Not a lot of room for extra clothes, but I may be able to strap some on the back with some small bungies.

    • #102843

      That looks very nice! It also looks like it would carry a bit more than my MULE, which I would love. I may end up picking one of those up when funds permit.

    • #102844

      when you get a flu shot they give you the flu so eating dirt is an imunization. Get out of your bubble and eat some dirt.

    • #102845
      "schwim" wrote

      That looks very nice! It also looks like it would carry a bit more than my MULE, which I would love. I may end up picking one of those up when funds permit.

      Not sure the size of the Mule. So far I have been pleased. Quality is good, has a strong buckle and easily adjustable belt. 2 water bottle holes and holds most of my gear. Seat bag for other small stuff. Got a bar bag coming in from Price Point soon.

      Its kind of liberating not having a bag on your back, not to mention all the sweat it induces. I might stick with this setup for a while. Only thing I don’t have a place for is my pump, which I taped onto the frame.

    • #102846
      "CraigCreekRider" wrote

      Rode 5 hours with one of these last week and it worked pretty well.
      http://www.mountainsmith.com/products.a … egory2Id=0
      Not a lot of room for extra clothes, but I may be able to strap some on the back with some small bungies.

      This is what I’ve got (really like it):
      http://www.mountainsmith.com/products.a … egory2Id=0
      It’s a pretty similar model.
      3 bottles and a jacket is the most I’ve ever carried on the bike (with another bottle in the cage).
      I use the stock sholder strap anytime I have water in the pack. It looks like they sell a more serious set of shoulder straps. Not sure if either of the strap solutions work for CraigCreekRider. Carrying a lot of weight with no strap can be tough. To prevent sagging, I really have to pull the waist tight, which I find uncomfortable for extended climbs. There are suspension adjustments that might help, but I haven’t fiddled with it much. I just use the shoulder strap.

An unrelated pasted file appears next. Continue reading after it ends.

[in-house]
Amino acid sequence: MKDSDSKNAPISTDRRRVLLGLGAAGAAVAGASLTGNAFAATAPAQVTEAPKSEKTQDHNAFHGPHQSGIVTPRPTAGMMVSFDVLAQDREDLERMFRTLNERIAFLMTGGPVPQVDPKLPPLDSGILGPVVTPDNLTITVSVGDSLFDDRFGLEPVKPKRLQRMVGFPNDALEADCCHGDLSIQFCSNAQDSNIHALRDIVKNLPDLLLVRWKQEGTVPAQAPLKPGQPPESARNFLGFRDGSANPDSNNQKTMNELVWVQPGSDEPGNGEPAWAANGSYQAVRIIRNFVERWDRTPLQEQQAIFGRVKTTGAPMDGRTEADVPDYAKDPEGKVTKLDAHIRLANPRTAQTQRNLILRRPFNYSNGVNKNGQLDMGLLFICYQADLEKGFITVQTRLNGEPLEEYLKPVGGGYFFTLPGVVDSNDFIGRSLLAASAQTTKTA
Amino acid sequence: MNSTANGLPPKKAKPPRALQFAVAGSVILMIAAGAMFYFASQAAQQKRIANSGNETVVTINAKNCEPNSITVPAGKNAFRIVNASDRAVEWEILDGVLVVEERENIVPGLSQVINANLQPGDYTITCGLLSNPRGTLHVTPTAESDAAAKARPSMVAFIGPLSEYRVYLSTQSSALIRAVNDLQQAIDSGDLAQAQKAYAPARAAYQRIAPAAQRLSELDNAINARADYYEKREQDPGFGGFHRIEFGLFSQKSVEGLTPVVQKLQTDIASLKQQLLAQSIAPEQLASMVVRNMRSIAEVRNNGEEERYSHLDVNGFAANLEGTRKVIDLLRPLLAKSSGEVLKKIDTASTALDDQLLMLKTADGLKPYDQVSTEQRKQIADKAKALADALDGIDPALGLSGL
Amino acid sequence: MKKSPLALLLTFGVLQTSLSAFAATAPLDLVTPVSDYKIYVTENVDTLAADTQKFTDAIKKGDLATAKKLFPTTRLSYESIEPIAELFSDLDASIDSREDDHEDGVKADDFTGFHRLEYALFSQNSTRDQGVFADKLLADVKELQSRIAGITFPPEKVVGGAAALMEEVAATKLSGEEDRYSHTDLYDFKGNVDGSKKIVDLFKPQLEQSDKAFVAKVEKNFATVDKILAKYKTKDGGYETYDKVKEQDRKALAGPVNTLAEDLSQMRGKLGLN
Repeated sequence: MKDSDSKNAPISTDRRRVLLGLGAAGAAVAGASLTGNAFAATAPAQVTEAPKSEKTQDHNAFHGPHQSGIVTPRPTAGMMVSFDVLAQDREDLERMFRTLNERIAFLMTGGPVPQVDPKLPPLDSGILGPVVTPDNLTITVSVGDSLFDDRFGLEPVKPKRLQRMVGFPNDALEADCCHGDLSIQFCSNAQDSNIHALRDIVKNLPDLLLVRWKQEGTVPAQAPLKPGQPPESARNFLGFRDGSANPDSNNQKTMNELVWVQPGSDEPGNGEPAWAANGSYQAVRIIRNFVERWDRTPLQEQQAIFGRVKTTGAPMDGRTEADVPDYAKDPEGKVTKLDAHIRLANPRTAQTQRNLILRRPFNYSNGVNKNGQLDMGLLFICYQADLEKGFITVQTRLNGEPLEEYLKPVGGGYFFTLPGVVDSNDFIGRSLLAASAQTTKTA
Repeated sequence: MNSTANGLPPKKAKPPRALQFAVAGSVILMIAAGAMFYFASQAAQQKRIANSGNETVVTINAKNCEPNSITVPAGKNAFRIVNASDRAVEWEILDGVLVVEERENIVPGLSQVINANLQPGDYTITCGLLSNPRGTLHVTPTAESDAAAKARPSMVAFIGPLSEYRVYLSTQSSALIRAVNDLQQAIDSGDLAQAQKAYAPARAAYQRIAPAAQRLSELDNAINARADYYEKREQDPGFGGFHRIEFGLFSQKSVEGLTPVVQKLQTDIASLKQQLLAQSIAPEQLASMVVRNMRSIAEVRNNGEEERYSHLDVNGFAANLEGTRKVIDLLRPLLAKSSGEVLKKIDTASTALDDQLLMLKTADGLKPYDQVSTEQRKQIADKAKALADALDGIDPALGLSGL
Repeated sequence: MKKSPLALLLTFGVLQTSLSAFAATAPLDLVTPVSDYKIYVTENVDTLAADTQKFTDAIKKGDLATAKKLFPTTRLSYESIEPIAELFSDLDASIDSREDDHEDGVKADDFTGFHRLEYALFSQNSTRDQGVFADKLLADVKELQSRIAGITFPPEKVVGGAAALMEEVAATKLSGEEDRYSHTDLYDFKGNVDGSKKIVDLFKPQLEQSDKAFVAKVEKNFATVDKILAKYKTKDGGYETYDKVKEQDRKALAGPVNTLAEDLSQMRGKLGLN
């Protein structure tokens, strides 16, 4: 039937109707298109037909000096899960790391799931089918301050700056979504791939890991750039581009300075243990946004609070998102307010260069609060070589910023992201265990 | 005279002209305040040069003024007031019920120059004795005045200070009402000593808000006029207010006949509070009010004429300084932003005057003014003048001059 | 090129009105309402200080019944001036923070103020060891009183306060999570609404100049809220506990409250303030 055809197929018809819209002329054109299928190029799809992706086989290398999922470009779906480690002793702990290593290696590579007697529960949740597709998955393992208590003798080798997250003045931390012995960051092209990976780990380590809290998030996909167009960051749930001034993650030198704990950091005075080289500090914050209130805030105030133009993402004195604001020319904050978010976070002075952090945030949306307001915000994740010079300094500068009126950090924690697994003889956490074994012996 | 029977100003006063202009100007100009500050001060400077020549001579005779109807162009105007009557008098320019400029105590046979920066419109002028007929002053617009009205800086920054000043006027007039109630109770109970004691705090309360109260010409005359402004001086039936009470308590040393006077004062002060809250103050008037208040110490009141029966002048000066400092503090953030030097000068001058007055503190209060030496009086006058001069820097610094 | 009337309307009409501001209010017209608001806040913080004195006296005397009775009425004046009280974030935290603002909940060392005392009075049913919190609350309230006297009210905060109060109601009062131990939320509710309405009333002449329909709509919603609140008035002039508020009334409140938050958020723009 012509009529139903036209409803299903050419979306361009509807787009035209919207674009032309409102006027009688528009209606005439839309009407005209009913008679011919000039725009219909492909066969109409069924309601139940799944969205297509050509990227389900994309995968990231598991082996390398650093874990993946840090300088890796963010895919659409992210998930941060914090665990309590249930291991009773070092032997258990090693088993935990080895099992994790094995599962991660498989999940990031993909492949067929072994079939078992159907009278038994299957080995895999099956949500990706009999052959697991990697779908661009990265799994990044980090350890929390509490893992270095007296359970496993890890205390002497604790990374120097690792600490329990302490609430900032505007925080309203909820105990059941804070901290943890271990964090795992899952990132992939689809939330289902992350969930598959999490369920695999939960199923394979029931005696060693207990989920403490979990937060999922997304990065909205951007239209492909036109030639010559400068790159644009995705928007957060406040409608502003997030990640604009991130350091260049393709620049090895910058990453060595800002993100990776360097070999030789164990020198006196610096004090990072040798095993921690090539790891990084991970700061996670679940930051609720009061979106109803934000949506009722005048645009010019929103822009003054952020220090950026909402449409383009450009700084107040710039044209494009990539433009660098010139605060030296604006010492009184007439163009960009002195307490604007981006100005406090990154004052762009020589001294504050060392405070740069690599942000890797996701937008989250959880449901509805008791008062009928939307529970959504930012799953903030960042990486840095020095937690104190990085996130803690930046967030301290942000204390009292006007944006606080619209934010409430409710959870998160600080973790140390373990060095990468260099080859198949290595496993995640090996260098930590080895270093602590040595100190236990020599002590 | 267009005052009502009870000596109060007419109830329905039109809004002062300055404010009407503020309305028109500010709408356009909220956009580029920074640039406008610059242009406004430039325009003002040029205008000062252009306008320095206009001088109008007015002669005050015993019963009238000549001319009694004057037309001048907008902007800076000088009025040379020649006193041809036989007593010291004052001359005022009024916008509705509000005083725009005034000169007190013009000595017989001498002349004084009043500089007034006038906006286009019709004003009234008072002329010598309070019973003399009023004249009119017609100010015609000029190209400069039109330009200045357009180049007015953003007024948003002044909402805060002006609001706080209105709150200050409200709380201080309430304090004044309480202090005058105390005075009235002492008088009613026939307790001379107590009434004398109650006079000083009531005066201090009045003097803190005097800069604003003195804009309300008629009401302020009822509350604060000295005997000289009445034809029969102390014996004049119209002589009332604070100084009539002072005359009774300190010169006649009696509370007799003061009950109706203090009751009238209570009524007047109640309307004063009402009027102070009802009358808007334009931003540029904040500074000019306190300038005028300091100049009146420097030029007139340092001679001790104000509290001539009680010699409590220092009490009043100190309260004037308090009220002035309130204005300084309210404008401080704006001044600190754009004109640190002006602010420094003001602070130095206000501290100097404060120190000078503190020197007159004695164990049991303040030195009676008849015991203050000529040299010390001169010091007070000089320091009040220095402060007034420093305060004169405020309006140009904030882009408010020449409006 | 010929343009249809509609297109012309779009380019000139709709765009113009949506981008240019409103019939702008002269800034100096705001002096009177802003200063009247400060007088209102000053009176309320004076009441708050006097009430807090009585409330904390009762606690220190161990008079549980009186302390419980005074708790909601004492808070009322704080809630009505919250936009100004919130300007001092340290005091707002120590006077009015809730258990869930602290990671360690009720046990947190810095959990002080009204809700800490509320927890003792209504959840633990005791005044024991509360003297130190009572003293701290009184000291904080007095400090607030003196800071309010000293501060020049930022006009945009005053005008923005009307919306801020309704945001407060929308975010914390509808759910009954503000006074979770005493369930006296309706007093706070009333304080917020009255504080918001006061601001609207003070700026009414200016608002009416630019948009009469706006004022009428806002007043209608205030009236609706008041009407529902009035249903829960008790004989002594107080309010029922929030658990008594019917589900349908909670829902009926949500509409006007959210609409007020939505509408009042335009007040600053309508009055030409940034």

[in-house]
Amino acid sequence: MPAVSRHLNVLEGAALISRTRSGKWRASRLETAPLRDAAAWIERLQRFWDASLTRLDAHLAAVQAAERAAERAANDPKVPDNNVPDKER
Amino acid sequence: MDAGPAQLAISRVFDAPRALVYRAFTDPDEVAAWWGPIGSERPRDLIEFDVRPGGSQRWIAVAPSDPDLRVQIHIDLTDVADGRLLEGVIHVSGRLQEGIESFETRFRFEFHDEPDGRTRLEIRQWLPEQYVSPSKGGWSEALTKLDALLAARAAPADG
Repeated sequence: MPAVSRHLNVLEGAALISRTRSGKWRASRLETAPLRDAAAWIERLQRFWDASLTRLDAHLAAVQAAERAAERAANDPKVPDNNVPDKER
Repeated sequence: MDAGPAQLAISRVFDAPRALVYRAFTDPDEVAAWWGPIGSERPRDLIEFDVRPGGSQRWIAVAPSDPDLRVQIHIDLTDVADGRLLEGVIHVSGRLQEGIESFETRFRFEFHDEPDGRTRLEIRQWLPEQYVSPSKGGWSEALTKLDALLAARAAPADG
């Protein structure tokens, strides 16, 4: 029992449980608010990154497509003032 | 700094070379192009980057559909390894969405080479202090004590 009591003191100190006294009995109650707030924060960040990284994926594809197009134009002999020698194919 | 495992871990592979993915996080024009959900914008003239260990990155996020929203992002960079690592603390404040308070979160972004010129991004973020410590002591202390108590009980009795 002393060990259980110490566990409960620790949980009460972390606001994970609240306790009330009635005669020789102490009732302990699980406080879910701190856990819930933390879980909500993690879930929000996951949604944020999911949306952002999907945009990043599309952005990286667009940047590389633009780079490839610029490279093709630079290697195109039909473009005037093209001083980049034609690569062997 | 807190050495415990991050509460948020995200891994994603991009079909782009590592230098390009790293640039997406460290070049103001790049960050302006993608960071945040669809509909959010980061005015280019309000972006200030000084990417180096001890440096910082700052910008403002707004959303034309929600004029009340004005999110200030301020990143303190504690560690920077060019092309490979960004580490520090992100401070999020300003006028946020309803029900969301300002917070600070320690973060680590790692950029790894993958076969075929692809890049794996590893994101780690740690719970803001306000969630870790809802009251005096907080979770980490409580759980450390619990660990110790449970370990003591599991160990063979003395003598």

I’ve done 4 bottles and strapped on various jackts when hiking with the kids.

    • #102847

      I am going to try something new myself. I am going to make a frame bag. This keeps the weight pretty central and low to the ground. I can reach everything while biking, and it will be a large volume spot!

    • #102848
      "DanK_NoCo" wrote

      [quote="CraigCreekRider":2xny2246]
      Rode 5 hours with one of these last week and it worked pretty well.
      http://www.mountainsmith.com/products.a … egory2Id=0
      Not a lot of room for extra clothes, but I may be able to strap some on the back with some small bungies.

      This is what I’ve got (really like it):
      http://www.mountainsmith.com/products.a … egory2Id=0
      It’s a pretty similar model.
      3 bottles and a jacket is the most I’ve ever carried on the bike (with another bottle in the cage).
      I use the stock sholder strap anytime I have water in the pack. It looks like they sell a more serious set of shoulder straps. Not sure if either of the strap solutions work for CraigCreekRider. Carrying a lot of weight with no strap can be tough. To prevent sagging, I really have to pull the waist tight, which I find uncomfortable for extended climbs. There are suspension adjustments that might help, but I haven’t fiddled with it much. I just use the shoulder strap.

      I’ve done 4 bottles and strapped on various jackts when hiking with the kids.[/quote:2xny2246]

      Yea these two models look pretty similar except for the straps. I would like to try one with the straps and see if it works for me. My only complaint about the one I have is that it is always wanting to sag. Reminds me of a carpenters belt. I usually just have to recinch it every hour or so. So far I have been impressed with the quality.

Viewing 36 reply threads

You must be logged in to reply to this topic.